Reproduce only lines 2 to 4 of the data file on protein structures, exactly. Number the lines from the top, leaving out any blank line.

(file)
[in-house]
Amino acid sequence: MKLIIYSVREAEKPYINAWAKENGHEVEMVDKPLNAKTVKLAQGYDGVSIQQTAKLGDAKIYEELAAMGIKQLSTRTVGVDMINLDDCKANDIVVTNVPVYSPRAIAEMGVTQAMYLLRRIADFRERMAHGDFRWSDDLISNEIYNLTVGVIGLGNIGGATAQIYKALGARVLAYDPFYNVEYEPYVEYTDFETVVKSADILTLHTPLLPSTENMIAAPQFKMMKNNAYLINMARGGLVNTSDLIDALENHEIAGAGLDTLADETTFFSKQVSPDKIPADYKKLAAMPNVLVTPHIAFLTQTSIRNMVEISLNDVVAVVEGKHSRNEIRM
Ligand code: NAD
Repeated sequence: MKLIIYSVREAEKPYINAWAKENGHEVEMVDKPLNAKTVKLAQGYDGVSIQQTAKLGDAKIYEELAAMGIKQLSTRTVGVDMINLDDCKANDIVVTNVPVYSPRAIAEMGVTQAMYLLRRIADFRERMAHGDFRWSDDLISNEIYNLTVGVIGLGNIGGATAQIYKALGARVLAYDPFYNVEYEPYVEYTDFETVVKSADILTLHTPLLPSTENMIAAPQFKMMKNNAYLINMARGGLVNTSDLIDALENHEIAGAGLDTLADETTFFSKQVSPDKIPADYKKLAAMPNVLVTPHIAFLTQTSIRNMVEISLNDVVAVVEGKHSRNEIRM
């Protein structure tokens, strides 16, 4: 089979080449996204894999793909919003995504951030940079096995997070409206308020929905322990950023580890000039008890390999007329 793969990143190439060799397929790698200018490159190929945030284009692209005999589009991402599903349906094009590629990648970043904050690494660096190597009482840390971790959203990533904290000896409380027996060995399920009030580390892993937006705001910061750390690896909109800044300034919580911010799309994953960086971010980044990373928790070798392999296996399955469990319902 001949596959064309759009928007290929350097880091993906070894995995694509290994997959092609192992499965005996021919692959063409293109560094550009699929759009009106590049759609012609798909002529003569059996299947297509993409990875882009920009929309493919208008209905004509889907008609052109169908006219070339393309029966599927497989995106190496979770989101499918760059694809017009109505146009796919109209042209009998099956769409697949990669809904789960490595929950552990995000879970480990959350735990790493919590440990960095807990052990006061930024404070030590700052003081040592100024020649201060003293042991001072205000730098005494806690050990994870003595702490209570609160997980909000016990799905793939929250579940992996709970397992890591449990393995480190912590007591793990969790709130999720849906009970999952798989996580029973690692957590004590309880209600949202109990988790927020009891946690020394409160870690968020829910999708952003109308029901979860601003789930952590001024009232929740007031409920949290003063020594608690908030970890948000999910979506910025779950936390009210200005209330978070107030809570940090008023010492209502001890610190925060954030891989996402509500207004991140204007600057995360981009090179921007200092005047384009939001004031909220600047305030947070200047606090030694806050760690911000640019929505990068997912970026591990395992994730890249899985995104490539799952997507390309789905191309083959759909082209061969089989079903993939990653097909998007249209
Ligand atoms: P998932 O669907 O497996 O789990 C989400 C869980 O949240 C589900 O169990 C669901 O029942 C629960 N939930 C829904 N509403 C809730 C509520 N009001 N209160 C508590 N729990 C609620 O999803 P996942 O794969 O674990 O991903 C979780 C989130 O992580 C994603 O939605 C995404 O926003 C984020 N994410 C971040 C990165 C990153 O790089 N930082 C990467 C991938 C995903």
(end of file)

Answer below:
Amino acid sequence: MKLIIYSVREAEKPYINAWAKENGHEVEMVDKPLNAKTVKLAQGYDGVSIQQTAKLGDAKIYEELAAMGIKQLSTRTVGVDMINLDDCKANDIVVTNVPVYSPRAIAEMGVTQAMYLLRRIADFRERMAHGDFRWSDDLISNEIYNLTVGVIGLGNIGGATAQIYKALGARVLAYDPFYNVEYEPYVEYTDFETVVKSADILTLHTPLLPSTENMIAAPQFKMMKNNAYLINMARGGLVNTSDLIDALENHEIAGAGLDTLADETTFFSKQVSPDKIPADYKKLAAMPNVLVTPHIAFLTQTSIRNMVEISLNDVVAVVEGKHSRNEIRM
Ligand code: NAD
Repeated sequence: MKLIIYSVREAEKPYINAWAKENGHEVEMVDKPLNAKTVKLAQGYDGVSIQQTAKLGDAKIYEELAAMGIKQLSTRTVGVDMINLDDCKANDIVVTNVPVYSPRAIAEMGVTQAMYLLRRIADFRERMAHGDFRWSDDLISNEIYNLTVGVIGLGNIGGATAQIYKALGARVLAYDPFYNVEYEPYVEYTDFETVVKSADILTLHTPLLPSTENMIAAPQFKMMKNNAYLINMARGGLVNTSDLIDALENHEIAGAGLDTLADETTFFSKQVSPDKIPADYKKLAAMPNVLVTPHIAFLTQTSIRNMVEISLNDVVAVVEGKHSRNEIRM